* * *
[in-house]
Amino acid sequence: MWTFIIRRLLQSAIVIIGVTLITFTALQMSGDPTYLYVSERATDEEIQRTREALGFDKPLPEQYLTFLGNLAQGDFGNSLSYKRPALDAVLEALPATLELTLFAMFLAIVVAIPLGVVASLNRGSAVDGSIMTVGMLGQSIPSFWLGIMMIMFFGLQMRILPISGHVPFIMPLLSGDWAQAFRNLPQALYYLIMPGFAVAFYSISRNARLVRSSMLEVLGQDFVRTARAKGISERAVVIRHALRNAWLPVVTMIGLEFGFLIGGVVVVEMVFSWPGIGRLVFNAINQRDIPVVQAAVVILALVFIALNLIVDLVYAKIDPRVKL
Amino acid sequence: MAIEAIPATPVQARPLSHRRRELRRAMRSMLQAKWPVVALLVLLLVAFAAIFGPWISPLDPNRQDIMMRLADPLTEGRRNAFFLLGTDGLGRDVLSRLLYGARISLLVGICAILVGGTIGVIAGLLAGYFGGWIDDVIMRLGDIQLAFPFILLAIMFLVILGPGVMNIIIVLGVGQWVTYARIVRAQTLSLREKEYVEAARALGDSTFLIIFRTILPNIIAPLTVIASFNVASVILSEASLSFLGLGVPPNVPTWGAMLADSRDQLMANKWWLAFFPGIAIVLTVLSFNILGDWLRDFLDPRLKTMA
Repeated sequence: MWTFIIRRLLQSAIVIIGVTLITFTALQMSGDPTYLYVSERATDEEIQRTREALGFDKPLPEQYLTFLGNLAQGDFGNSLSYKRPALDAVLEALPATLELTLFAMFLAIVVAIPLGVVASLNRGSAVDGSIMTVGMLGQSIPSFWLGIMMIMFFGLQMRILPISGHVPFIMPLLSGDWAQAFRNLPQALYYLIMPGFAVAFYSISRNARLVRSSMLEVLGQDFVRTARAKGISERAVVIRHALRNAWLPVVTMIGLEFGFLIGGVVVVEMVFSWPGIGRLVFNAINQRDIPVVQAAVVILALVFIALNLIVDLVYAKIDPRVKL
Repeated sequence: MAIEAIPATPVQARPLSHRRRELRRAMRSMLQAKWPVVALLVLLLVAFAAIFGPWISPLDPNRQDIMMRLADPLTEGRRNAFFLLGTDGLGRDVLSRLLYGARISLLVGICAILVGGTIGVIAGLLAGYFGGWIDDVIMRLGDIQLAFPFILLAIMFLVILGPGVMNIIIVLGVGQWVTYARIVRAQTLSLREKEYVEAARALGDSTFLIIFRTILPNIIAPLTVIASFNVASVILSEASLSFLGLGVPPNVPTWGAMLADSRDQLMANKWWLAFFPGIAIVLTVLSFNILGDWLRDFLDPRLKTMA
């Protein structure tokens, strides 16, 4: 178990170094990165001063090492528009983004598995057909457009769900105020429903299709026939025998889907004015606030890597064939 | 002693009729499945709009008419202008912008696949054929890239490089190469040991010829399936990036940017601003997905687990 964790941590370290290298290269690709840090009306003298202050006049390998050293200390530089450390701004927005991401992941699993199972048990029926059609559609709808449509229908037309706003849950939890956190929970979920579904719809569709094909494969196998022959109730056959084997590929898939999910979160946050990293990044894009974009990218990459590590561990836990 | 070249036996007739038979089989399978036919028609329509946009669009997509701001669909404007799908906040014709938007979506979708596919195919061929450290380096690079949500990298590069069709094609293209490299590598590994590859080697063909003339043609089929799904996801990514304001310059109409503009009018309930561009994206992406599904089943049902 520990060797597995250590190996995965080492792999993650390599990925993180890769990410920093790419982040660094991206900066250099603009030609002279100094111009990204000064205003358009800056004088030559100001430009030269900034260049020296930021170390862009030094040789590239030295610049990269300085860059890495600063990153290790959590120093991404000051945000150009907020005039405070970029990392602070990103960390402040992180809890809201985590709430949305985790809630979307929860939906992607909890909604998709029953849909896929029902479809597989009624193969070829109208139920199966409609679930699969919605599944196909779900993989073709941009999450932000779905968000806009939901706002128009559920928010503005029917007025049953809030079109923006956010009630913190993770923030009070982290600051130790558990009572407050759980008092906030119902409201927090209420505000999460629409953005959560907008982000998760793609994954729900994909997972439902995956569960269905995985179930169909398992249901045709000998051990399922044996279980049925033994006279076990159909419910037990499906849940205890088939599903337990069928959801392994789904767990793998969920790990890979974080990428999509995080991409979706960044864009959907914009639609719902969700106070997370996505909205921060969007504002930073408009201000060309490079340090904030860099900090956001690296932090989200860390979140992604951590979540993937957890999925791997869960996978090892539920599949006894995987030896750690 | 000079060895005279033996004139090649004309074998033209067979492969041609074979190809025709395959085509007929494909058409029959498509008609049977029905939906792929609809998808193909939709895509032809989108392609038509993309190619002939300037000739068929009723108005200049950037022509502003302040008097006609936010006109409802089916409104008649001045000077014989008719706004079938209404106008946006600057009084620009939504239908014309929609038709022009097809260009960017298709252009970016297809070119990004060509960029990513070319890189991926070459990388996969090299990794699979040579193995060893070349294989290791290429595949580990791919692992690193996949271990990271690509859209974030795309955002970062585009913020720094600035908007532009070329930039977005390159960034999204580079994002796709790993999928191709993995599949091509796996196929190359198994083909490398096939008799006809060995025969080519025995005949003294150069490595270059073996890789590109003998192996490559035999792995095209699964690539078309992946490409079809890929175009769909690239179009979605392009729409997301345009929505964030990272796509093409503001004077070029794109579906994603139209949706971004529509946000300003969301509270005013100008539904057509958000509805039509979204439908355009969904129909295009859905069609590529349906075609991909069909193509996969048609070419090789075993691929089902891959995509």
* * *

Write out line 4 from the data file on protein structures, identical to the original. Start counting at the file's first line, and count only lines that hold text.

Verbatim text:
Repeated sequence: MWTFIIRRLLQSAIVIIGVTLITFTALQMSGDPTYLYVSERATDEEIQRTREALGFDKPLPEQYLTFLGNLAQGDFGNSLSYKRPALDAVLEALPATLELTLFAMFLAIVVAIPLGVVASLNRGSAVDGSIMTVGMLGQSIPSFWLGIMMIMFFGLQMRILPISGHVPFIMPLLSGDWAQAFRNLPQALYYLIMPGFAVAFYSISRNARLVRSSMLEVLGQDFVRTARAKGISERAVVIRHALRNAWLPVVTMIGLEFGFLIGGVVVVEMVFSWPGIGRLVFNAINQRDIPVVQAAVVILALVFIALNLIVDLVYAKIDPRVKL